The next few months could end up being "a very difficult winter" for those hit by benefit cuts, tax hikes, and rising household bills, the business secretary has said.
Kwasi Kwarteng said the National Insurance hike planned by the government would take effect in April so would be unlikely to hit at the same time as the spike in energy prices.
But he acknowledged that "vulnerable customers" of energy companies would be facing a difficult situation over the winter, especially if they relied on Universal Credit to make ends meet.
He was speaking after the government avoided an embarrassing rebellion on its planned benefit cuts last night, when the Speaker rejected a rebel motion put by Tory MPs protesting against the ending of a £20 uplift.
Alongside the cuts and the tax increase, wholesale gas prices are rocketing in the UK, with heating bills expected to rise over the next few months.
Critics say the UK decision to leave the EU single market in energy and the resulting disruption to supply is responsible for British price rises far outstripping those on the continent but the government claims the issue is "global".
Mr Kwarteng told the BBC: "You're right to mention the National Insurance price tax rise, but of course that kicks in in April, so it's not strictly a winter issue.
"You're also right to say that we face a global energy spike in terms of prices. But I've said that there are mechanisms in place now to protect consumers, I've been very clear that the energy price cap is staying even though some energy companies I read today are asking for it to be removed, I've been very clear that that's staying, so we're protecting customers there.
"We've got the warm home discount, we've got winter fuel payments, which are again focused on the most vulnerable customers.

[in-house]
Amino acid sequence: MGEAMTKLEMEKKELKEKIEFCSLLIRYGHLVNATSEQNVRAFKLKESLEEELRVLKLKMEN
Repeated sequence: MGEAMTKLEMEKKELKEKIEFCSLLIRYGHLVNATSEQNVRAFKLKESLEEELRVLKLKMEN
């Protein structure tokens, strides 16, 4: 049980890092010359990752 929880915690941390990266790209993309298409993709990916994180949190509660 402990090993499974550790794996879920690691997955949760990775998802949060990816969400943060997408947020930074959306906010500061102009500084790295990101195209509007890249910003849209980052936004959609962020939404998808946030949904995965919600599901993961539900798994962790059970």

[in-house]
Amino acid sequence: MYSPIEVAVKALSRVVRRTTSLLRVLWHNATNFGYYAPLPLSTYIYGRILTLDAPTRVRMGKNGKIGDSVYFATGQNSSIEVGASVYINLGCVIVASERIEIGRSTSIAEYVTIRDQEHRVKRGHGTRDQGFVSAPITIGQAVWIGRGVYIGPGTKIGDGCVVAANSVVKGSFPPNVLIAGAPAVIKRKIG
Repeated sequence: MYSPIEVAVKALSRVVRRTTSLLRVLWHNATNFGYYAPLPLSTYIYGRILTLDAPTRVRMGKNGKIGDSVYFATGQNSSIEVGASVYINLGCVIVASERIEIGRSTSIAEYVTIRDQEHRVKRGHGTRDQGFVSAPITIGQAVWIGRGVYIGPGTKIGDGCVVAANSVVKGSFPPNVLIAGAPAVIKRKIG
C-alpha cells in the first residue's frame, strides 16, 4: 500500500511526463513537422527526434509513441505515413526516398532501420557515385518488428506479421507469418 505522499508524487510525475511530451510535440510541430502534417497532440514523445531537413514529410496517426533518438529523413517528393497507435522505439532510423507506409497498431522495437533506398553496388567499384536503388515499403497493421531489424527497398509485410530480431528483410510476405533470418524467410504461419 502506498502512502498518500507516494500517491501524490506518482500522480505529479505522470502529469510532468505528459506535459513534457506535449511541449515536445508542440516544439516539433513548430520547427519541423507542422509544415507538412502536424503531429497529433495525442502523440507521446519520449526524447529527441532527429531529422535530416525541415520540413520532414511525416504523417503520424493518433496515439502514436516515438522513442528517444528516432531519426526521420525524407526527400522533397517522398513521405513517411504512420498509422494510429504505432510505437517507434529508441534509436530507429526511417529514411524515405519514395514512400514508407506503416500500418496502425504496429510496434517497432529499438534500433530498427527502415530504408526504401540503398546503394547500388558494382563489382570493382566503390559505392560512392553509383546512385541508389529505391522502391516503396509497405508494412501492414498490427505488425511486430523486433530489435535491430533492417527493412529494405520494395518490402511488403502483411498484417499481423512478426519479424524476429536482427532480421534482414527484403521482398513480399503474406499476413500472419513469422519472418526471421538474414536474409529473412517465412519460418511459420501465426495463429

"So, we're completely focused on helping vulnerable customers through this winter, particularly with regard to energy prices."
Pushed on the issue of Universal Credit, he said: "It's a difficult situation, it could be a very difficult winter.
"That's why, as energy minister, I'm very focused on helping people that are fuel poor. Universal Credit, you will know, is an issue for the Chancellor and the Work and Pensions Secretary, I'm speaking to them a great deal about it."
The prospect of another wave of Covid over the winter and the government's production of a "plan B" with measures to tackle the virus has also raised concerns about how the coming months will play out. It comes alongside looming supply chain problems for British industries.
On ITV's Good Morning Britain programme, the Mr Kwarteng was told that families would face "the choice between heating their homes and staying warm or eating, parents who may forego meals in order to feed their kids. You need to be able to offer them some hope."
The minister responded: "You're right, and that's why I'm very keen to keep the warm home discount and also there are other winter fuel payments that we're looking at."
Asked whether he had requested that Mr Sunak raise the warm home discount the minister said there had been "discussions about the Budget" that he couldn't "possibly preempt or anticipate".
Around 4.4 million households on Universal Credit are set to see their energy bills rise significantly in October - the same month they will typically lose more than 5 per cent of disposable income as the £20-a-week uplift to the benefits payment ends, according to calculations by the Resolution Foundation think-tank.
The government is also set to lift the energy price cap by £139 a year (12 per cent) to £1,277 for a typical gas and electricity customer from October 1. The Government and regulator Ofgem have agreed the price cap will remain in place despite concerns within the energy industry that it could leave some firms unable to pass costs on to consumers and drive them out of business.
Mr Kwarteng said: "I've been very clear that the energy price cap is staying even though some energy companies I read today are asking for it to be removed, I've been very clear that that's staying, so we're protecting customers there.
"We've got the warm home discount, we've got winter fuel payments, which are again focused on the most vulnerable customers. So, we're completely focused on helping vulnerable customers through this winter, particularly with regard to energy prices."
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